Quantifying the added value of climate information in a spatio-temporal dengue model

  • Rachel LoweEmail author
  • Bernard Cazelles
  • Richard Paul
  • Xavier Rodó
Original Paper


Dengue is the world’s most important vector-borne viral disease. The dengue mosquito and virus are sensitive to climate variability and change. Temperature, humidity and precipitation influence mosquito biology, abundance and habitat, and the virus replication speed. In this study, we develop a modelling procedure to quantify the added value of including climate information in a dengue model for the 76 provinces of Thailand, from 1982–2013. We first developed a seasonal-spatial model, to account for dependency structures from 1 month to the next and between provinces. We then tested precipitation and temperature variables at varying time lags, using linear and nonlinear functional forms, to determine an optimum combination of time lags to describe dengue relative risk. Model parameters were estimated using integrated nested Laplace approximation. This approach provides a novel opportunity to perform model selection in a Bayesian framework, while accounting for underlying spatial and temporal dependency structures and linear or nonlinear functional forms. We quantified the additional variation explained by interannual climate variations, above that provided by the seasonal-spatial model. Overall, an additional 8 % of the variance in dengue relative risk can be explained by accounting for interannual variations in precipitation and temperature in the previous month. The inclusion of nonlinear functions of climate in the model framework improved the model for 79 % of the provinces. Therefore, climate forecast information could significantly contribute to a national dengue early warning system in Thailand.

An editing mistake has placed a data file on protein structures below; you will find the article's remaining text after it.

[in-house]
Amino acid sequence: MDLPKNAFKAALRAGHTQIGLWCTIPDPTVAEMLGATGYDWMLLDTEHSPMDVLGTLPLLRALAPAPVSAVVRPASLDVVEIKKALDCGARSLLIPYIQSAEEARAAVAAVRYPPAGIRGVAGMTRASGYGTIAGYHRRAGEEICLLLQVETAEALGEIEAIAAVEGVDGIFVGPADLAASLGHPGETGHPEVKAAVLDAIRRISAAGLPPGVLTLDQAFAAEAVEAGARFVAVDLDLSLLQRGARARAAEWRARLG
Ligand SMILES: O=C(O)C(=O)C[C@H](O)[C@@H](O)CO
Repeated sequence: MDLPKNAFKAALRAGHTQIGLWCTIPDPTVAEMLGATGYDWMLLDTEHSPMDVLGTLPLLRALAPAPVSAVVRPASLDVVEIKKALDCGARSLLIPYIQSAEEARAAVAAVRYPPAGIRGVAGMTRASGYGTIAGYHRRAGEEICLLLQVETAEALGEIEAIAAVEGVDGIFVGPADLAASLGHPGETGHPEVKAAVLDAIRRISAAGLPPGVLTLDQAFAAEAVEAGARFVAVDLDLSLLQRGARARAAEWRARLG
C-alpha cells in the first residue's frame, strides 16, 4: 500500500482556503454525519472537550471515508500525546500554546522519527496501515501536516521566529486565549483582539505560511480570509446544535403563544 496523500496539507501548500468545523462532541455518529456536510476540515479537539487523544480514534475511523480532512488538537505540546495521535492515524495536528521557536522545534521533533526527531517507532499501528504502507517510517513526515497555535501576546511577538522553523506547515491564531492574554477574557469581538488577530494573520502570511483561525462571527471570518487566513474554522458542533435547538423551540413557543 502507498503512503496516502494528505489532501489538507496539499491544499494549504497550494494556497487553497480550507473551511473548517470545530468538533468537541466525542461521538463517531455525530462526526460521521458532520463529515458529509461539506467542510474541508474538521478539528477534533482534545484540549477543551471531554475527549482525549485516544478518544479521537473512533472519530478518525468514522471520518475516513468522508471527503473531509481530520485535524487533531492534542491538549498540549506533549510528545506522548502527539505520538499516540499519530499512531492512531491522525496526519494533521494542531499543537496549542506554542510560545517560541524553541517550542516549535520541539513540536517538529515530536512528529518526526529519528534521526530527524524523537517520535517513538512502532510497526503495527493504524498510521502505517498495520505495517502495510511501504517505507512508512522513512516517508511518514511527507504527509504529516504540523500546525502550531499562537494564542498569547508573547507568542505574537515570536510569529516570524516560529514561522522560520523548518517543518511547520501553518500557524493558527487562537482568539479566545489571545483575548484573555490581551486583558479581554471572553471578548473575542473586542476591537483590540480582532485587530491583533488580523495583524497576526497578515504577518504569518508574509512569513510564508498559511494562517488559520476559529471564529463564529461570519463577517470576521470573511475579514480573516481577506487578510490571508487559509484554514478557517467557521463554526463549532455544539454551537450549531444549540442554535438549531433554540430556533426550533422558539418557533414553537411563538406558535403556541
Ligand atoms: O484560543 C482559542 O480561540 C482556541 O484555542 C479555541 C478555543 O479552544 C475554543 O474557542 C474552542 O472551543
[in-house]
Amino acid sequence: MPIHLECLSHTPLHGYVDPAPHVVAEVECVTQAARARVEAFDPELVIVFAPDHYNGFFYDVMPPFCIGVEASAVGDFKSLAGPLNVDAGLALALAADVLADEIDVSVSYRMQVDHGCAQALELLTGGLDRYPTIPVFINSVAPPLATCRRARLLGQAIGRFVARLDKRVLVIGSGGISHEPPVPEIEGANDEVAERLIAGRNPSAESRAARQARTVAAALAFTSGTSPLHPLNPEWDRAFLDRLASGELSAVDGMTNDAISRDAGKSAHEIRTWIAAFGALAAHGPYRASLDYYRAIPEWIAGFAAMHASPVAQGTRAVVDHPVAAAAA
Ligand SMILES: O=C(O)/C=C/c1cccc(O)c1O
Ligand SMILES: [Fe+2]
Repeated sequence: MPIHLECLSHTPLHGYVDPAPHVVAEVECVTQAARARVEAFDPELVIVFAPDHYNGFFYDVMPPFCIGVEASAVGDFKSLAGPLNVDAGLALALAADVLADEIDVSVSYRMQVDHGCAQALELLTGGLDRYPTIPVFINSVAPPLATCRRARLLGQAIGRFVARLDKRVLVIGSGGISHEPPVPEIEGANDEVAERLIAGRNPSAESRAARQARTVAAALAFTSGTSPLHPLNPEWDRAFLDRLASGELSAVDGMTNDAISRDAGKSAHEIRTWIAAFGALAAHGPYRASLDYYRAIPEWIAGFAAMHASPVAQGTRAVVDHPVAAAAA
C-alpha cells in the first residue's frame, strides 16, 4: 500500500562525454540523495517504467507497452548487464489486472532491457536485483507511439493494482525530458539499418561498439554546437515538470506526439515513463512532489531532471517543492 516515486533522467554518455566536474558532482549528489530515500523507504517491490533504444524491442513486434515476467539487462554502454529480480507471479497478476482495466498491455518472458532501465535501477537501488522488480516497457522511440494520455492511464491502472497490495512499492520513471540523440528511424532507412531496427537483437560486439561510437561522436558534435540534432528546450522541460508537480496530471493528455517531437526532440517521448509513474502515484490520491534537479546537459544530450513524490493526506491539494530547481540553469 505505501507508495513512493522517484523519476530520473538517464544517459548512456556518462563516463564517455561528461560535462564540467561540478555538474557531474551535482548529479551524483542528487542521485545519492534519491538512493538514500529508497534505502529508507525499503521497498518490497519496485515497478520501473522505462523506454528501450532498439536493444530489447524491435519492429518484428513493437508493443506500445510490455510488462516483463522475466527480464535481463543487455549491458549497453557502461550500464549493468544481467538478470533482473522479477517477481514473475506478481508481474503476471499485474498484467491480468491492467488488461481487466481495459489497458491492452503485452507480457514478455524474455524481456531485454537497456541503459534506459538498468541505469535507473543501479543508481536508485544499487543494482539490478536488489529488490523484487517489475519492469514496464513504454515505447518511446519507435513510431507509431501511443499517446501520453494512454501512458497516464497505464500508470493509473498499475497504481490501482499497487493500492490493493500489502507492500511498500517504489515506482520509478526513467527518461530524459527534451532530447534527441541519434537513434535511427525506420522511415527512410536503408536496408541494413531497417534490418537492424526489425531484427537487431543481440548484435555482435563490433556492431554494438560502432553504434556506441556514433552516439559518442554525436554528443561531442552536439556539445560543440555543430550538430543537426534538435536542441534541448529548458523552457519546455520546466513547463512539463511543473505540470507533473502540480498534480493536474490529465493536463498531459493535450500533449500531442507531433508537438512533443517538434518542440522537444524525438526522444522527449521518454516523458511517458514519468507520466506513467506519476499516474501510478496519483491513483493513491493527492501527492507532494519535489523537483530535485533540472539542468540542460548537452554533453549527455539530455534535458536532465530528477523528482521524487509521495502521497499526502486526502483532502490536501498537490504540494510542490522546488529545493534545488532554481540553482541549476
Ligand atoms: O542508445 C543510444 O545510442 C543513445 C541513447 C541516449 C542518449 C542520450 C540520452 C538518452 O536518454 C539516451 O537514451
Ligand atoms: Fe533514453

Dengue Climate Spatio-temporal model Random effects Nonlinear 



The research leading to these results has received funding from the DENFREE project (Grant Agreement No. 282378) funded by the European Commission’s Seventh Framework Research Programme. RL is grateful to the STEPHI project, Daniel Simpson and Harvard Rue for valuable training and technical support in using the R-INLA package.

Conflict of interest

We declare no competing interests.


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Copyright information

© Springer-Verlag Berlin Heidelberg 2015

Authors and Affiliations

  • Rachel Lowe
    • 1
    Email author
  • Bernard Cazelles
    • 2
    • 3
  • Richard Paul
    • 4
    • 5
  • Xavier Rodó
    • 1
    • 6
  1. 1.Climate Dynamics and Impacts UnitInstitut Català de Ciències del Clima (IC3)BarcelonaSpain
  2. 2.Unité de Modélisation Mathématique et Informatique des Systèmes ComplexesUniversité Pierre et Marie CurieParis Cedex 06France
  3. 3.Ecole Normale Supérieure, IBENS UMR 8197Eco-Evolution MathématiqueParis Cedex 05France
  4. 4.Institut PasteurUnité de la Génétique Fonctionnelle des Maladies InfectieusesParis Cedex 15France
  5. 5.Centre National de la Recherche ScientifiqueUnité de Recherche Associée 3012Paris Cedex 15France
  6. 6.Institució Catalana de Recerca i Estudis Avançats (ICREA)BarcelonaSpain

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